Weinstein Co. Signs Major Deal With Worldview Entertainment (Exclusive)
The new partners already have four projects lined up, including Ryan Reynolds-Helen Mirren period drama "Woman in Gold."
A version of this story first appeared in the May 16 issue of The Hollywood Reporter magazine.
Worldview Entertainment, a prolific financing and production outfit that has become a major player on the indie scene, just scored a massive boost. A new five-year partnership with The Weinstein Co. gives it access to more product (and Harvey Weinstein's knack for turning out Oscar contenders), plus 20 U.S. distribution slots for its own films with a marketing spend from TWC. In addition to handling domestic distribution for four Worldview titles annually, TWC will act as a foreign sales agent on select Worldview projects.
Insiders say the new partners, which to date only have collaborated on James Gray's The Immigrant (set for release May 16), already have a handful of co-financing projects lined up including 17th century romance Tulip Fever, with Dane DeHaan and Alicia Vikander, and the Ryan Reynolds-Helen Mirren period drama The Woman in Gold. Worldview is also looking to co-finance The Current War, which Ben Stiller is circling to direct, and Alan Ball's I Am Chippendales, starring Stiller. Worldview isn't saying how much it is investing in TWC films, but sources say the budgets will range between $10 million and $65 million.TWC and Worldview also have established a sizable film development fund.
“We love working with Worldview, they are savvy about movies and the business of movies. We greatly look forward to strategically joining forces with them and look forward to a long and prosperous business relationship," said TWC co-chairman Harvey Weinstein and COO David Glasser.
"Over the past several years we have developed a very strong, collaborative working relationship with Harvey and David," said Worldview CEO Christopher Woodrow. "Over the past several years we have developed a very strong, collaborative working relationship with Harvey and David," said Worldview CEO Christopher Woodrow. "Their guidance will help expand our business tremendously. We intend to join in co-productions, distribution and sales for multiple projects.”
"But I think we are most excited about having the domestic distribution slots with P&A commitments, which is a game-changer for Worldview," Woodrow told THR. "We don't have to be at the mercy of the acquisitions market."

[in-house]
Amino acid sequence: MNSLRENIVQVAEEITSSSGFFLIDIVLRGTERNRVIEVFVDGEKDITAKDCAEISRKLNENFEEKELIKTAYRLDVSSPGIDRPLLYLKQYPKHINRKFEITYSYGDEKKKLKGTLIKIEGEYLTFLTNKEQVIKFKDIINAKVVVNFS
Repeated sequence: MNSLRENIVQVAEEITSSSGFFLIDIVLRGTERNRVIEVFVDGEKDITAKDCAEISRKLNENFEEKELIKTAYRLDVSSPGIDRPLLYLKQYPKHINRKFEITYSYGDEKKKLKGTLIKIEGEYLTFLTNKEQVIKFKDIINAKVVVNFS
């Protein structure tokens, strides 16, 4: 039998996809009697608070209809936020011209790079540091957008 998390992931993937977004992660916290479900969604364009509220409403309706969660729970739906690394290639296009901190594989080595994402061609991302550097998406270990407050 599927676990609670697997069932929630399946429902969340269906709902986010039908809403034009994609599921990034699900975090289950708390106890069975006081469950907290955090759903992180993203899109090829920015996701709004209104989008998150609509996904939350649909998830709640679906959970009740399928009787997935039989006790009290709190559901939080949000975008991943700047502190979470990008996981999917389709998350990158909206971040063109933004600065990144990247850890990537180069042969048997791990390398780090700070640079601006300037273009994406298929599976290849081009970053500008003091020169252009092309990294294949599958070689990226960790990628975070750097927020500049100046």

The pact is nonexclusive, meaning Worldview can continue to work with the likes of New Regency or Lionsgate, with whom Worldview is co-financing the Soviet-era thriller Child 44.
The New York-based company has big backing, having raised about $125 million to date. In 2011, Sarah Johnson Redlich (daughter of Franklin Templeton mogul and San Francisco Giants owner Charles B. Johnson) became an equity partner in Worldview, which also relies on a credit facility and silent investors.
Repped by CAA, Worldview will have eight films in theaters this year, including Eli Roth's The Green Inferno, which Open Road Films debuts Sept. 6. Worldview hasn't yet launched a commercial hit but has built credibility by backing this year's Oscar-nominated documentary The Square and the gritty Nicolas Cage drama Joe.
Insiders say three Worldview titles that could go through TWC per the new deal include David Gordon Green's Manglehorn, starring Al Pacino; the Anne Hathaway starrer Song One, which hasn't found a U.S. home after debuting at Sundance in January; and Strangerland, starring Nicole Kidman. Worldview won't comment on those discussions.
The company, run by Woodrow and COO Molly Conners, has financed 25 movies in four years, including New Regency's upcoming Birdman, from Alejandro Gonzalez Inarritu (Worldview also is financing Inarritu's New Regency project The Revenant, starring Leonardo DiCaprio), and Michel Hazanavicius' Chechnya war drama The Search, which plays at Cannes. Having distributed Hazanavicius' The Artist, TWC would be a natural fit for The Search, but it's not clear whether that is in the offing.